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Determining Fuel Prices

Determining Fuel Prices

Consumers worldwide have watched the cost of motor fuels continue to fluctuate throughout the year. This raises the question, "Why do fuel prices rise and fall?"

In the long term, the greatest single factor influencing petroleum prices is the cost of crude oil. However, marketplace forces of supply, demand and competition can have a significant effect on the price of petroleum in the short term.

The Cost of Crude Oil

Crude oil prices have risen dramatically over the last few years, driven by strong global demand, limited spare oil production capacity, and continuing political instability in certain oil producing regions.

Since the price of crude oil has the most significant long-term impact on the average price of fuels, contributing to almost 50 percent of the retail price, it is not surprising to see average fuel prices significantly higher as well.

Increase in International Energy Demand

Surging crude oil demand is being fueled by strong economic growth, particularly in non-OECD nations. The U.S. Energy Information Administration projects that total world consumption of marketed energy is expected to increase by 44 percent from 2006 to 2030. Reduced spare oil production capacity leaves very little room to compensate for unanticipated supply disruptions or spikes in demand. The tenuous balance between supply and demand is even more of a concern when you consider that most of the world's oil is located in some of the more politically unstable parts of the world. As such, supply disruptions, whether real or perceived, can have dramatic effects on the price of crude oil.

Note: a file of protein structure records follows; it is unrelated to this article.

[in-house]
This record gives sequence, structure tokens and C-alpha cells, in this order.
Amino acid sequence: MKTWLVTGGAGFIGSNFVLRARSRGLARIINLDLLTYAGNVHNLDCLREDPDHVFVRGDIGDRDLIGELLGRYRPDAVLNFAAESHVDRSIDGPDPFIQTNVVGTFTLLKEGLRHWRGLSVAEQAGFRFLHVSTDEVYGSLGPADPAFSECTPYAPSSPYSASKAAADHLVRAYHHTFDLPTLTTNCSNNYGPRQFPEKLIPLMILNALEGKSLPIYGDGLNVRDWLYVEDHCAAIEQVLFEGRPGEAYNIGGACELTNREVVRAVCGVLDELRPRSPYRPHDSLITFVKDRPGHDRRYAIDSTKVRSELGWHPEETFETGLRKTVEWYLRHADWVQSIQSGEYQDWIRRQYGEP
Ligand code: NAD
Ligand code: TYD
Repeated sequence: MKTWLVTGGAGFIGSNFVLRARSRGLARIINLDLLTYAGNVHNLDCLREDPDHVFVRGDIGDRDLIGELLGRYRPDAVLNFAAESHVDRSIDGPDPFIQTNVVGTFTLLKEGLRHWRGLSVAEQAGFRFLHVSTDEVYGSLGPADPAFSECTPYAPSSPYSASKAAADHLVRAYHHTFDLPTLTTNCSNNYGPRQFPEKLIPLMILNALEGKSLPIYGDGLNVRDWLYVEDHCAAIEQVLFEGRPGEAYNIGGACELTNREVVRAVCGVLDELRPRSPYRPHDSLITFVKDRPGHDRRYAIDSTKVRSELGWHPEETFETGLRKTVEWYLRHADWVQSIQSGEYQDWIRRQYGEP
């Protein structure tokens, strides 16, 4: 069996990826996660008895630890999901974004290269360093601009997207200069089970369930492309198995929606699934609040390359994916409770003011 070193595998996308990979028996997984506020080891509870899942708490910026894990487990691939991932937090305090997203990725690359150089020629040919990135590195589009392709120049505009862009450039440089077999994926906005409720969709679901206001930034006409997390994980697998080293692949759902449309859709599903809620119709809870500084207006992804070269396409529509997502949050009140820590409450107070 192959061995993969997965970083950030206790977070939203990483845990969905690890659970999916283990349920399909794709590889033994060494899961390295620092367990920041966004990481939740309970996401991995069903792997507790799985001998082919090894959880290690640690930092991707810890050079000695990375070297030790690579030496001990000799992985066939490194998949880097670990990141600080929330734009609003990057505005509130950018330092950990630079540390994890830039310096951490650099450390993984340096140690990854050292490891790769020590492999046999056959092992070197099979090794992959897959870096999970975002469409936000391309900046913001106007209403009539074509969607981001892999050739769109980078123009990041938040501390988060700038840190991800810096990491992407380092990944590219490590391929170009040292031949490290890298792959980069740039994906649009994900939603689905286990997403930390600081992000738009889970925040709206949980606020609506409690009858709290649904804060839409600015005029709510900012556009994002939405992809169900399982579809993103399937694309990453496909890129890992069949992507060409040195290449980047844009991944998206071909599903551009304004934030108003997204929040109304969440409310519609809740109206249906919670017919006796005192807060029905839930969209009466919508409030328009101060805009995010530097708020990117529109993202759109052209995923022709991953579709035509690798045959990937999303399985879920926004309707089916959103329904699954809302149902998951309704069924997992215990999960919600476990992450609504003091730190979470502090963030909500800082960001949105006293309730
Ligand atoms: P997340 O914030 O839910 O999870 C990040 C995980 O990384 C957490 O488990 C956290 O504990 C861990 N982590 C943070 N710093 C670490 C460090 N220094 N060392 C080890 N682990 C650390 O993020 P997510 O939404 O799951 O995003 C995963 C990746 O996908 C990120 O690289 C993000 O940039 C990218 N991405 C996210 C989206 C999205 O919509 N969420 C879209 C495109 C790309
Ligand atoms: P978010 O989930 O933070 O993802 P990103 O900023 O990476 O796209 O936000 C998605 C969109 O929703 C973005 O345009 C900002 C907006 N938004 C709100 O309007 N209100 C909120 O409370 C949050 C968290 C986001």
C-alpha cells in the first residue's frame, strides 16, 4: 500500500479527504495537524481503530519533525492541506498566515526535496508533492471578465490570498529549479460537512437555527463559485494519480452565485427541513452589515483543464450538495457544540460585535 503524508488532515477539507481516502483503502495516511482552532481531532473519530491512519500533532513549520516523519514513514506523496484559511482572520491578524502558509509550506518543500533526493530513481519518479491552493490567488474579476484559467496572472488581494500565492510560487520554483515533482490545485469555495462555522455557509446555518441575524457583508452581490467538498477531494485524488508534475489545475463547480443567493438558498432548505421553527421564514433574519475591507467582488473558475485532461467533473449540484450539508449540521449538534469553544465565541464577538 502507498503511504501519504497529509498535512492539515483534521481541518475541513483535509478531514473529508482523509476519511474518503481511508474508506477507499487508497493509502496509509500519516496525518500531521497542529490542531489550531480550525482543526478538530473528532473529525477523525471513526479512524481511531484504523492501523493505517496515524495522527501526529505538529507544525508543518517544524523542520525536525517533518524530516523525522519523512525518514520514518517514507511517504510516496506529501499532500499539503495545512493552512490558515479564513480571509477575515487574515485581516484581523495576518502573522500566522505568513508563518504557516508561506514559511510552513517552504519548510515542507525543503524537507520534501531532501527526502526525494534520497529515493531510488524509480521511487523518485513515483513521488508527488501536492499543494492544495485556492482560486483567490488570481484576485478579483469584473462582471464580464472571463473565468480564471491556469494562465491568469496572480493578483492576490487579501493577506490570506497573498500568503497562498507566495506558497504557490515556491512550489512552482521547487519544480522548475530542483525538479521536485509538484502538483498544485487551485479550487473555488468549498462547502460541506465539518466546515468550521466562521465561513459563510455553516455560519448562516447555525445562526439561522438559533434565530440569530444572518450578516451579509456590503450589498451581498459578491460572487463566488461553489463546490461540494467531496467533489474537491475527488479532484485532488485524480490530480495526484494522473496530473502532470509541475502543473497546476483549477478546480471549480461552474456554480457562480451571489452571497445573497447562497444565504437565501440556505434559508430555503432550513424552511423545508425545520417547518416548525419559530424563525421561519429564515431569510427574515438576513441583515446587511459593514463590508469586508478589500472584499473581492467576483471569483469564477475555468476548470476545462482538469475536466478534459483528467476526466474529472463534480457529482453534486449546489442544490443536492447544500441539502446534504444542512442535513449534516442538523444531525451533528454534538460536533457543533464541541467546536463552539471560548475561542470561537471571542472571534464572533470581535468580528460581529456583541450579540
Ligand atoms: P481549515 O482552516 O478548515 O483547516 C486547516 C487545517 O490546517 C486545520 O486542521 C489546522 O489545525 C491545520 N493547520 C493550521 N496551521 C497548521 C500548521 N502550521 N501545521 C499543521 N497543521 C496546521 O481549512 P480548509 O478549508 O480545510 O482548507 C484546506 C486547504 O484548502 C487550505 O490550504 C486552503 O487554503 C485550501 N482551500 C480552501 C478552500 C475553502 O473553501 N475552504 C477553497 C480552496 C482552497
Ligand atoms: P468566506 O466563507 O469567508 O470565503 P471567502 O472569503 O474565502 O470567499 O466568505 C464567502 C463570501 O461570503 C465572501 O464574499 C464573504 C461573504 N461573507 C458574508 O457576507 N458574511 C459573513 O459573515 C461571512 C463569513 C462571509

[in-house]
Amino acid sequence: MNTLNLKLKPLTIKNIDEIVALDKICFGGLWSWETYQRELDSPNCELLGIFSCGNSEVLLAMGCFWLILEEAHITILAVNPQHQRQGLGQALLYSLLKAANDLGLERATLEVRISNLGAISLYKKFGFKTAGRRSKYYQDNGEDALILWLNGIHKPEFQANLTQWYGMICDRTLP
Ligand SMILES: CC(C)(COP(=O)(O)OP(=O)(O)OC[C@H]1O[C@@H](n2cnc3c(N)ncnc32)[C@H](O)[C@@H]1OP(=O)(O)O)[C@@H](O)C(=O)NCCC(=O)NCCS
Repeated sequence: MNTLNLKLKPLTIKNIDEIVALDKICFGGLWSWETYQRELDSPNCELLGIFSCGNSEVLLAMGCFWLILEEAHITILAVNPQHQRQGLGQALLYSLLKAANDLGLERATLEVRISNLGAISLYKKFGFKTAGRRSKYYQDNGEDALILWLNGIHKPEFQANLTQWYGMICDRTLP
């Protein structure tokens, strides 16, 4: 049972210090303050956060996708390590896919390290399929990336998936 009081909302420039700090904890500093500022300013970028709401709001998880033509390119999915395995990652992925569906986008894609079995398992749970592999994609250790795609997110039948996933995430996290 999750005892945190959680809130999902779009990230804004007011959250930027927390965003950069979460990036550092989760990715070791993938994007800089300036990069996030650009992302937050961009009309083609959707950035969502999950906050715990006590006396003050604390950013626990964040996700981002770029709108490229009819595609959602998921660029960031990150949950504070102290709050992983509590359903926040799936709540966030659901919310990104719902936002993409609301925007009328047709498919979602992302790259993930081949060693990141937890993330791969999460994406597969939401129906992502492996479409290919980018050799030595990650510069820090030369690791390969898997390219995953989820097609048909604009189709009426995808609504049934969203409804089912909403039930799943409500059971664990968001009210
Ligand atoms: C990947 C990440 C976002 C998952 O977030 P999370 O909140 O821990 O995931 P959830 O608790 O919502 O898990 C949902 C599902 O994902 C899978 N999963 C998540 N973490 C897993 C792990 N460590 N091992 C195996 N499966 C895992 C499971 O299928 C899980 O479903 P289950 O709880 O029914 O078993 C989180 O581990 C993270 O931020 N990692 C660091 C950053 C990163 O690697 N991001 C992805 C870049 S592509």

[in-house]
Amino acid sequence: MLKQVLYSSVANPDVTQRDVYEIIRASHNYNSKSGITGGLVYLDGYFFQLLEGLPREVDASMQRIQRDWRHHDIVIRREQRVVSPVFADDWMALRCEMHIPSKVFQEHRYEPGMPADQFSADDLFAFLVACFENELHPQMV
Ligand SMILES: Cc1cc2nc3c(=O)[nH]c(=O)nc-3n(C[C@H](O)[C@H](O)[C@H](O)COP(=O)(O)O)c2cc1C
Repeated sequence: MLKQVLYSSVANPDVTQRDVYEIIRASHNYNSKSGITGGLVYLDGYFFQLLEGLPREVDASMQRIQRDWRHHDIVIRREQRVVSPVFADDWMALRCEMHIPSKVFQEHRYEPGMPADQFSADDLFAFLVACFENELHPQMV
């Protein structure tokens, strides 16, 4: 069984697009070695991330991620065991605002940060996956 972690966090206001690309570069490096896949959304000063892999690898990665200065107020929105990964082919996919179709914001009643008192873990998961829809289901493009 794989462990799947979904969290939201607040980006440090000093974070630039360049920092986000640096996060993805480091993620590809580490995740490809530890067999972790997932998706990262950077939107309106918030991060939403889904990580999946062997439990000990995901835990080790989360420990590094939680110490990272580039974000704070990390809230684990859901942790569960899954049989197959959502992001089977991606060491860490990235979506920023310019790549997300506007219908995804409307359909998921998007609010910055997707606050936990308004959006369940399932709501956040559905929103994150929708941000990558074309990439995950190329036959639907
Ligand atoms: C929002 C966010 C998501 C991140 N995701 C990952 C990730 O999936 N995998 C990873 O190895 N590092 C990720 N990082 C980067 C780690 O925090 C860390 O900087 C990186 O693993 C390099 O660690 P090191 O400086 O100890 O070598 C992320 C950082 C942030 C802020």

Global economic expansion is driving what the U.S. International Energy Agency (IEA) says is the biggest increase in oil demand in 24 years. In particular, energy consumption in the emerging economies of non-OECD countries is expected to increase by 73 percent between 2006 and 2030. The driver behind the fast-paced growth in energy demand in these countries is strong long-term GDP growth.

Oil Supply – Uncertainty is Placing Pressure on Fuel Price

Crude oil is refined to produce petrol and diesel and the cost of crude oil is traditionally the greatest single factor affecting fuel prices over time. However, with the shortage of refineries to refine the crude, we are in a unique situation where the price difference between crude oil and refined product can be large.

Supply remains volatile. A number of other factors also increase uncertainty of supply and with rising demand, this is placing tremendous pressure on pricing. Political volatility in oil producing regions has historically impacted on crude oil prices and the political situation in the Middle East is of global concern.


Taxes takes up a significant component of the price in a litre of fuel, but it varies from product to product, and country to country. Tax rates can be as high as almost half the cost of fuel in co